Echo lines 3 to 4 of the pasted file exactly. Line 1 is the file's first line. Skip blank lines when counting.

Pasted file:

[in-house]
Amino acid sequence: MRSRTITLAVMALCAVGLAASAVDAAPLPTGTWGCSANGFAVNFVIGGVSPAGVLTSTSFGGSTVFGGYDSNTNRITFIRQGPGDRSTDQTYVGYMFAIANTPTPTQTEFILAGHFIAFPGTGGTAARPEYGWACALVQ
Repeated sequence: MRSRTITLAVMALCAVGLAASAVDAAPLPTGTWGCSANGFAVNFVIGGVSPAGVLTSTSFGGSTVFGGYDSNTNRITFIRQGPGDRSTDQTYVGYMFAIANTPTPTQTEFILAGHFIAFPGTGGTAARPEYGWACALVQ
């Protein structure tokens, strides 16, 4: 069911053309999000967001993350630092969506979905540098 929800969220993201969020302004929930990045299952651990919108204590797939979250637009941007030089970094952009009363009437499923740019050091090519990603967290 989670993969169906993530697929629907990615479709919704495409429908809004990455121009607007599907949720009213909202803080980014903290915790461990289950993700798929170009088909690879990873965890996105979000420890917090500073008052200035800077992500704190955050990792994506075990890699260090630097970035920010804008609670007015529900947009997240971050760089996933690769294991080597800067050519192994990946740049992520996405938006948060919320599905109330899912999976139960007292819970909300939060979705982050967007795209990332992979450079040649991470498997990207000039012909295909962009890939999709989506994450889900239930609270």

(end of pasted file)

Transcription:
Repeated sequence: MRSRTITLAVMALCAVGLAASAVDAAPLPTGTWGCSANGFAVNFVIGGVSPAGVLTSTSFGGSTVFGGYDSNTNRITFIRQGPGDRSTDQTYVGYMFAIANTPTPTQTEFILAGHFIAFPGTGGTAARPEYGWACALVQ
């Protein structure tokens, strides 16, 4: 069911053309999000967001993350630092969506979905540098 929800969220993201969020302004929930990045299952651990919108204590797939979250637009941007030089970094952009009363009437499923740019050091090519990603967290 989670993969169906993530697929629907990615479709919704495409429908809004990455121009607007599907949720009213909202803080980014903290915790461990289950993700798929170009088909690879990873965890996105979000420890917090500073008052200035800077992500704190955050990792994506075990890699260090630097970035920010804008609670007015529900947009997240971050760089996933690769294991080597800067050519192994990946740049992520996405938006948060919320599905109330899912999976139960007292819970909300939060979705982050967007795209990332992979450079040649991470498997990207000039012909295909962009890939999709989506994450889900239930609270």